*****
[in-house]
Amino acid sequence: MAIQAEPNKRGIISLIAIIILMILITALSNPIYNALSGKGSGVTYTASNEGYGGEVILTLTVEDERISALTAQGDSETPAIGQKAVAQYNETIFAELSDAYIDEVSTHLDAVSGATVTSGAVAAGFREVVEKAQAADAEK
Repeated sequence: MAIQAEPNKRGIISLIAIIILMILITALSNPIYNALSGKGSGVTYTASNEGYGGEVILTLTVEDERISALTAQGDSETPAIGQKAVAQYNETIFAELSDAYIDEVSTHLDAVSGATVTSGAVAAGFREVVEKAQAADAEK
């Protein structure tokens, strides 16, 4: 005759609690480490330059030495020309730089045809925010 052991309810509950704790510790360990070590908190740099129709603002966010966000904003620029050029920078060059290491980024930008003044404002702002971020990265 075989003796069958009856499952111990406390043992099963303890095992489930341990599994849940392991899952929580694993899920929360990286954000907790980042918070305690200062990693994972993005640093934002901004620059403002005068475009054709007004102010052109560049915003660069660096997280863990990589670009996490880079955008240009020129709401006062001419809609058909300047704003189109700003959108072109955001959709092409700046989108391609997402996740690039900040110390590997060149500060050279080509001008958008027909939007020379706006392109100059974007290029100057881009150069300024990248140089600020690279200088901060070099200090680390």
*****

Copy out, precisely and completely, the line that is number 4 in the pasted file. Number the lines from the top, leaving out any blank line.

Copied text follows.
């Protein structure tokens, strides 16, 4: 005759609690480490330059030495020309730089045809925010 052991309810509950704790510790360990070590908190740099129709603002966010966000904003620029050029920078060059290491980024930008003044404002702002971020990265 075989003796069958009856499952111990406390043992099963303890095992489930341990599994849940392991899952929580694993899920929360990286954000907790980042918070305690200062990693994972993005640093934002901004620059403002005068475009054709007004102010052109560049915003660069660096997280863990990589670009996490880079955008240009020129709401006062001419809609058909300047704003189109700003959108072109955001959709092409700046989108391609997402996740690039900040110390590997060149500060050279080509001008958008027909939007020379706006392109100059974007290029100057881009150069300024990248140089600020690279200088901060070099200090680390």